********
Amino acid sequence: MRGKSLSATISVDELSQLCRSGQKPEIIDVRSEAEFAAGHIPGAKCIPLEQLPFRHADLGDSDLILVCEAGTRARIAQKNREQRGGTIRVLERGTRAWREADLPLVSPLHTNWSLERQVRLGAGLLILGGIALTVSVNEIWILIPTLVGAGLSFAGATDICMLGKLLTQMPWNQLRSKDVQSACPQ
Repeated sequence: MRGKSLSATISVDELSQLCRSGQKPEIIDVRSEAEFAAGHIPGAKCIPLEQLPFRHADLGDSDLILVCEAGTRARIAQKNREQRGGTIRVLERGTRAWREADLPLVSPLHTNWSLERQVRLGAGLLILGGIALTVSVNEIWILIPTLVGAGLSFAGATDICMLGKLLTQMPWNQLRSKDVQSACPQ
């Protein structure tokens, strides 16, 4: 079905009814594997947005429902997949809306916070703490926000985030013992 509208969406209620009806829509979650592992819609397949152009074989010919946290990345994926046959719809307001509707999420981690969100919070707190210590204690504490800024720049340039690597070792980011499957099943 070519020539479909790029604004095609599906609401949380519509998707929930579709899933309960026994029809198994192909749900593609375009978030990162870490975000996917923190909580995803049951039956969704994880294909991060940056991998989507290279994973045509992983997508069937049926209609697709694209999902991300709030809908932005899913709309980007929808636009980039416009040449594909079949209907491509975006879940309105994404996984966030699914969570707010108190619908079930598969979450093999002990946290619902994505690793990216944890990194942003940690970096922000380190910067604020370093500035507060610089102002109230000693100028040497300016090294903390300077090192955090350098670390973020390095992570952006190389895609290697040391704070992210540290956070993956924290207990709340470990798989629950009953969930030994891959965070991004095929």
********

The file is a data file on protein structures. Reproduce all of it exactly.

Amino acid sequence: MRGKSLSATISVDELSQLCRSGQKPEIIDVRSEAEFAAGHIPGAKCIPLEQLPFRHADLGDSDLILVCEAGTRARIAQKNREQRGGTIRVLERGTRAWREADLPLVSPLHTNWSLERQVRLGAGLLILGGIALTVSVNEIWILIPTLVGAGLSFAGATDICMLGKLLTQMPWNQLRSKDVQSACPQ
Repeated sequence: MRGKSLSATISVDELSQLCRSGQKPEIIDVRSEAEFAAGHIPGAKCIPLEQLPFRHADLGDSDLILVCEAGTRARIAQKNREQRGGTIRVLERGTRAWREADLPLVSPLHTNWSLERQVRLGAGLLILGGIALTVSVNEIWILIPTLVGAGLSFAGATDICMLGKLLTQMPWNQLRSKDVQSACPQ
């Protein structure tokens, strides 16, 4: 079905009814594997947005429902997949809306916070703490926000985030013992 509208969406209620009806829509979650592992819609397949152009074989010919946290990345994926046959719809307001509707999420981690969100919070707190210590204690504490800024720049340039690597070792980011499957099943 070519020539479909790029604004095609599906609401949380519509998707929930579709899933309960026994029809198994192909749900593609375009978030990162870490975000996917923190909580995803049951039956969704994880294909991060940056991998989507290279994973045509992983997508069937049926209609697709694209999902991300709030809908932005899913709309980007929808636009980039416009040449594909079949209907491509975006879940309105994404996984966030699914969570707010108190619908079930598969979450093999002990946290619902994505690793990216944890990194942003940690970096922000380190910067604020370093500035507060610089102002109230000693100028040497300016090294903390300077090192955090350098670390973020390095992570952006190389895609290697040391704070992210540290956070993956924290207990709340470990798989629950009953969930030994891959965070991004095929």